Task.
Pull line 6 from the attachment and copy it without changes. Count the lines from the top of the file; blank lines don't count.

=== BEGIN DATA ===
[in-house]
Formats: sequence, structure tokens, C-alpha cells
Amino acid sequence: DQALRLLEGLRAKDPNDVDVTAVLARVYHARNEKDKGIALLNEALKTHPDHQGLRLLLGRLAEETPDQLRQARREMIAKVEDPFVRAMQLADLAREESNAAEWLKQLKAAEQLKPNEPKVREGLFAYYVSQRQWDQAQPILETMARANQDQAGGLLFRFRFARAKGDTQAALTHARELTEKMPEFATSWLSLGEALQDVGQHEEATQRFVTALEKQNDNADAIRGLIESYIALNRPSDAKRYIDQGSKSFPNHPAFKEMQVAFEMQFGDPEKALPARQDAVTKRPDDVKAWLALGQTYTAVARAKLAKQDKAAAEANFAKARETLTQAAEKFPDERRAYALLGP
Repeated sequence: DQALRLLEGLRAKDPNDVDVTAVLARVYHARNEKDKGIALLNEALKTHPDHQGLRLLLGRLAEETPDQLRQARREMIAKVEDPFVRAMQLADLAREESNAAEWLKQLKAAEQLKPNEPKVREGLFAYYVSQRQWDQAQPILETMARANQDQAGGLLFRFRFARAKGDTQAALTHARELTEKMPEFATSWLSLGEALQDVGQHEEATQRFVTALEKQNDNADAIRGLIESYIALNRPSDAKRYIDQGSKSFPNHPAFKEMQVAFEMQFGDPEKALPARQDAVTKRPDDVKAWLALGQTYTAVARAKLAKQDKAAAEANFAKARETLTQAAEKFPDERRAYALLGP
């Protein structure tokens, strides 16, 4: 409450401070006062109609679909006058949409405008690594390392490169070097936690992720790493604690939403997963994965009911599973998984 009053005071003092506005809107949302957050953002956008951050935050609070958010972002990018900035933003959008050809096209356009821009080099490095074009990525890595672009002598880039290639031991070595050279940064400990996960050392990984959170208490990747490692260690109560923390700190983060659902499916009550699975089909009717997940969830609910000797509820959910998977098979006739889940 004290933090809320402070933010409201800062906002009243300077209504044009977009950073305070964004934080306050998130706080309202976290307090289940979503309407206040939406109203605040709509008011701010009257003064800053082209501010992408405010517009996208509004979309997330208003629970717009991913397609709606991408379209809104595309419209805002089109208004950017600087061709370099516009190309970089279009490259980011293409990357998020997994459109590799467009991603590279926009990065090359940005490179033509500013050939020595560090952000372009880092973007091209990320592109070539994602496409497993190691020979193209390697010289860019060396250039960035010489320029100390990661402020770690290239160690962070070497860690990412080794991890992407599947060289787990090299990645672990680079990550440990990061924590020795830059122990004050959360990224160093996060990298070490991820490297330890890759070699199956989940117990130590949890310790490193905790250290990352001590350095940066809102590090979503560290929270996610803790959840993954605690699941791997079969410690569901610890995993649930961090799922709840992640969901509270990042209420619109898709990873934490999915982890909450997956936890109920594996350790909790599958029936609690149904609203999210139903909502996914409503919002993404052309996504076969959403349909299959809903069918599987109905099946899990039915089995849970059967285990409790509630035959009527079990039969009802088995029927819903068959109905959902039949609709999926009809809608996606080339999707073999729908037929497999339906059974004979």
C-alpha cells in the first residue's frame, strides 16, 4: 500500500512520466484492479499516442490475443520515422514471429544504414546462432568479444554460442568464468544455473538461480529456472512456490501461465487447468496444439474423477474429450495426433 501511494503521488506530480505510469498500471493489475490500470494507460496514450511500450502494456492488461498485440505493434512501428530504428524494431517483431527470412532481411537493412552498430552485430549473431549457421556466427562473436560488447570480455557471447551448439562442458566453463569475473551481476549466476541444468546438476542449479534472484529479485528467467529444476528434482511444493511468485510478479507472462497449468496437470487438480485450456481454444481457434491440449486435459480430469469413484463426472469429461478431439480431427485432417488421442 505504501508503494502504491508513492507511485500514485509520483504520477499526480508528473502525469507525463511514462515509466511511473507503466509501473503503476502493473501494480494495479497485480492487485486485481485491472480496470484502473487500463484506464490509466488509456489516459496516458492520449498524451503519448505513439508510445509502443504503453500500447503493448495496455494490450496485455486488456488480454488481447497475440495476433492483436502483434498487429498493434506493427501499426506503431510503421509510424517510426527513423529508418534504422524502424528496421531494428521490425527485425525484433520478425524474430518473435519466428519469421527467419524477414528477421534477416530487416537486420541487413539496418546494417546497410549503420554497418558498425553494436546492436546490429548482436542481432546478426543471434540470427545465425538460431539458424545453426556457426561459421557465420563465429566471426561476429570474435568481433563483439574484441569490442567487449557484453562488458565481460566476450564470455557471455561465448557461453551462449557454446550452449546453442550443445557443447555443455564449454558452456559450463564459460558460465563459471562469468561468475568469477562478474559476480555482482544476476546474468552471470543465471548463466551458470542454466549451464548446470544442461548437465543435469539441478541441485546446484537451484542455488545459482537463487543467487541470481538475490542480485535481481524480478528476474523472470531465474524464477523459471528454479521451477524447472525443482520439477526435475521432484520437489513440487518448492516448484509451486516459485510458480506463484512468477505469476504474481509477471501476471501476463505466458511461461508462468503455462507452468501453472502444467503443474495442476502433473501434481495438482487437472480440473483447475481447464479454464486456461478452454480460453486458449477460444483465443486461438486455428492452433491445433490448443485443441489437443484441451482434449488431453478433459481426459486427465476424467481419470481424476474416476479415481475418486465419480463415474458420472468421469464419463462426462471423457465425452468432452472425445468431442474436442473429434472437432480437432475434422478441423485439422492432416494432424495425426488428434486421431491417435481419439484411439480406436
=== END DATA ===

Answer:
C-alpha cells in the first residue's frame, strides 16, 4: 500500500512520466484492479499516442490475443520515422514471429544504414546462432568479444554460442568464468544455473538461480529456472512456490501461465487447468496444439474423477474429450495426433 501511494503521488506530480505510469498500471493489475490500470494507460496514450511500450502494456492488461498485440505493434512501428530504428524494431517483431527470412532481411537493412552498430552485430549473431549457421556466427562473436560488447570480455557471447551448439562442458566453463569475473551481476549466476541444468546438476542449479534472484529479485528467467529444476528434482511444493511468485510478479507472462497449468496437470487438480485450456481454444481457434491440449486435459480430469469413484463426472469429461478431439480431427485432417488421442 505504501508503494502504491508513492507511485500514485509520483504520477499526480508528473502525469507525463511514462515509466511511473507503466509501473503503476502493473501494480494495479497485480492487485486485481485491472480496470484502473487500463484506464490509466488509456489516459496516458492520449498524451503519448505513439508510445509502443504503453500500447503493448495496455494490450496485455486488456488480454488481447497475440495476433492483436502483434498487429498493434506493427501499426506503431510503421509510424517510426527513423529508418534504422524502424528496421531494428521490425527485425525484433520478425524474430518473435519466428519469421527467419524477414528477421534477416530487416537486420541487413539496418546494417546497410549503420554497418558498425553494436546492436546490429548482436542481432546478426543471434540470427545465425538460431539458424545453426556457426561459421557465420563465429566471426561476429570474435568481433563483439574484441569490442567487449557484453562488458565481460566476450564470455557471455561465448557461453551462449557454446550452449546453442550443445557443447555443455564449454558452456559450463564459460558460465563459471562469468561468475568469477562478474559476480555482482544476476546474468552471470543465471548463466551458470542454466549451464548446470544442461548437465543435469539441478541441485546446484537451484542455488545459482537463487543467487541470481538475490542480485535481481524480478528476474523472470531465474524464477523459471528454479521451477524447472525443482520439477526435475521432484520437489513440487518448492516448484509451486516459485510458480506463484512468477505469476504474481509477471501476471501476463505466458511461461508462468503455462507452468501453472502444467503443474495442476502433473501434481495438482487437472480440473483447475481447464479454464486456461478452454480460453486458449477460444483465443486461438486455428492452433491445433490448443485443441489437443484441451482434449488431453478433459481426459486427465476424467481419470481424476474416476479415481475418486465419480463415474458420472468421469464419463462426462471423457465425452468432452472425445468431442474436442473429434472437432480437432475434422478441423485439422492432416494432424495425426488428434486421431491417435481419439484411439480406436